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12 Strategies to Writing the Perfect College Essay
College admission committees sift through thousands of college essays each year. Here’s how to make yours stand out.
When it comes to deciding who they will admit into their programs, colleges consider many criteria, including high school grades, extracurricular activities, and ACT and SAT scores. But in recent years, more colleges are no longer considering test scores.
Instead, many (including Harvard through 2026) are opting for “test-blind” admission policies that give more weight to other elements in a college application. This policy change is seen as fairer to students who don’t have the means or access to testing, or who suffer from test anxiety.
So, what does this mean for you?
Simply that your college essay, traditionally a requirement of any college application, is more important than ever.
A college essay is your unique opportunity to introduce yourself to admissions committees who must comb through thousands of applications each year. It is your chance to stand out as someone worthy of a seat in that classroom.
A well-written and thoughtful essay—reflecting who you are and what you believe—can go a long way to separating your application from the slew of forgettable ones that admissions officers read. Indeed, officers may rely on them even more now that many colleges are not considering test scores.
Below we’ll discuss a few strategies you can use to help your essay stand out from the pack. We’ll touch on how to start your essay, what you should write for your college essay, and elements that make for a great college essay.
More than any other consideration, you should choose a topic or point of view that is consistent with who you truly are.
Readers can sense when writers are inauthentic.
Inauthenticity could mean the use of overly flowery language that no one would ever use in conversation, or it could mean choosing an inconsequential topic that reveals very little about who you are.
Use your own voice, sense of humor, and a natural way of speaking.
Whatever subject you choose, make sure it’s something that’s genuinely important to you and not a subject you’ve chosen just to impress. You can write about a specific experience, hobby, or personality quirk that illustrates your strengths, but also feel free to write about your weaknesses.
Honesty about traits, situations, or a childhood background that you are working to improve may resonate with the reader more strongly than a glib victory speech.
Grab the Reader From the Start
You’ll be competing with so many other applicants for an admission officer’s attention.
Therefore, start your essay with an opening sentence or paragraph that immediately seizes the imagination. This might be a bold statement, a thoughtful quote, a question you pose, or a descriptive scene.
Starting your essay in a powerful way with a clear thesis statement can often help you along in the writing process. If your task is to tell a good story, a bold beginning can be a natural prelude to getting there, serving as a roadmap, engaging the reader from the start, and presenting the purpose of your writing.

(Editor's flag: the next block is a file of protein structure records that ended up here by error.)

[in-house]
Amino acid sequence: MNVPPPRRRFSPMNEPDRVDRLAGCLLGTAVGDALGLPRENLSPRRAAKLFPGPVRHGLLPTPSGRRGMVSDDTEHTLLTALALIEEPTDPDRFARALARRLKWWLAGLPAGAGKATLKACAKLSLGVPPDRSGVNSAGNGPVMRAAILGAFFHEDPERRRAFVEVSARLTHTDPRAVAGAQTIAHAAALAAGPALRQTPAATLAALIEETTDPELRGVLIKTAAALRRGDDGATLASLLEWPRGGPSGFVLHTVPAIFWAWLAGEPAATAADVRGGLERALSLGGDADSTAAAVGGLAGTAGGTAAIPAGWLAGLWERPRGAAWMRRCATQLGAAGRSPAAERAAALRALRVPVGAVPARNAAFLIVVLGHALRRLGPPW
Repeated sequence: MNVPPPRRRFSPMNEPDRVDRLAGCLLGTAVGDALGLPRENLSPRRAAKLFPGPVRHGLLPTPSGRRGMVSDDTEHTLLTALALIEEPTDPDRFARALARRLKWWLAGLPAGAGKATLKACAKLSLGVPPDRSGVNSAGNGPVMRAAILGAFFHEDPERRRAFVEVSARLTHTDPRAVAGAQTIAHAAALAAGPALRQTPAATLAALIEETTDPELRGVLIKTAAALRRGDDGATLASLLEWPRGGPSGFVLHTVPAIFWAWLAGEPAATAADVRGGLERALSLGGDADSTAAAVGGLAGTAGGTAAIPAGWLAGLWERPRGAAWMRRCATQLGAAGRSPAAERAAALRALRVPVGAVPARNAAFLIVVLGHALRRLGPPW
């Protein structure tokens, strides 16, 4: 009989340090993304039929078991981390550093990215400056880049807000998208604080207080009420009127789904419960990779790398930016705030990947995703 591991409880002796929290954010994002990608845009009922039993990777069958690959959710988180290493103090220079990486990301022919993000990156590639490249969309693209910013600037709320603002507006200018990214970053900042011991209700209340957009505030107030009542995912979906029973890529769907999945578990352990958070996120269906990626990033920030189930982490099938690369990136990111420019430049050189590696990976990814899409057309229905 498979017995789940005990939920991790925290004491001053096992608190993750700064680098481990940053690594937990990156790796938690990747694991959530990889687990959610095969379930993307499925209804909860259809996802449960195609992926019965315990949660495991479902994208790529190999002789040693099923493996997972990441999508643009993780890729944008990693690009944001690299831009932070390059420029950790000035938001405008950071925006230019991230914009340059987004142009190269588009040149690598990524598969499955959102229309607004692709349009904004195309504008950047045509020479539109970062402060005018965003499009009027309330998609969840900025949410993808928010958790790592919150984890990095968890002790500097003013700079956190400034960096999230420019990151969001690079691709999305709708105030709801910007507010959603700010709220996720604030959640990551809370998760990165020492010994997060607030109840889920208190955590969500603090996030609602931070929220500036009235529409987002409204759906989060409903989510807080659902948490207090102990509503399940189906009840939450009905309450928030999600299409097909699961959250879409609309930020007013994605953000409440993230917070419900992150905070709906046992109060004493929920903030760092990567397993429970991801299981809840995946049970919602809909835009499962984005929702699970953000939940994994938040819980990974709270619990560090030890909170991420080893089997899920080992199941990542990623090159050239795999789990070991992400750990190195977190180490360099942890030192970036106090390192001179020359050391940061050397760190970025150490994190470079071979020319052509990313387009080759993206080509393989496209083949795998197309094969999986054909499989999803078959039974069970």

Focus on Deeper Themes
Some essay writers think they will impress committees by loading an essay with facts, figures, and descriptions of activities, like wins in sports or descriptions of volunteer work. But that’s not the point.
College admissions officers are interested in learning more about who you are as a person and what makes you tick.
They want to know what has brought you to this stage in life. They want to read about realizations you may have come to through adversity as well as your successes, not just about how many games you won while on the soccer team or how many people you served at a soup kitchen.
Let the reader know how winning the soccer game helped you develop as a person, friend, family member, or leader. Make a connection with your soup kitchen volunteerism and how it may have inspired your educational journey and future aspirations. What did you discover about yourself?
Show Don’t Tell
As you expand on whatever theme you’ve decided to explore in your essay, remember to show, don’t tell.
The most engaging writing “shows” by setting scenes and providing anecdotes, rather than just providing a list of accomplishments and activities.
Reciting a list of activities is also boring. An admissions officer will want to know about the arc of your emotional journey too.
Try Doing Something Different
If you want your essay to stand out, think about approaching your subject from an entirely new perspective. While many students might choose to write about their wins, for instance, what if you wrote an essay about what you learned from all your losses?
If you are an especially talented writer, you might play with the element of surprise by crafting an essay that leaves the response to a question to the very last sentence.
You may want to stay away from well-worn themes entirely, like a sports-related obstacle or success, volunteer stories, immigration stories, moving, a summary of personal achievements or overcoming obstacles.
However, such themes are popular for a reason. They represent the totality of most people’s lives coming out of high school. Therefore, it may be less important to stay away from these topics than to take a fresh approach.
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Write With the Reader in Mind
Writing for the reader means building a clear and logical argument in which one thought flows naturally from another.
Use transitions between paragraphs.
Think about any information you may have left out that the reader may need to know. Are there ideas you have included that do not help illustrate your theme?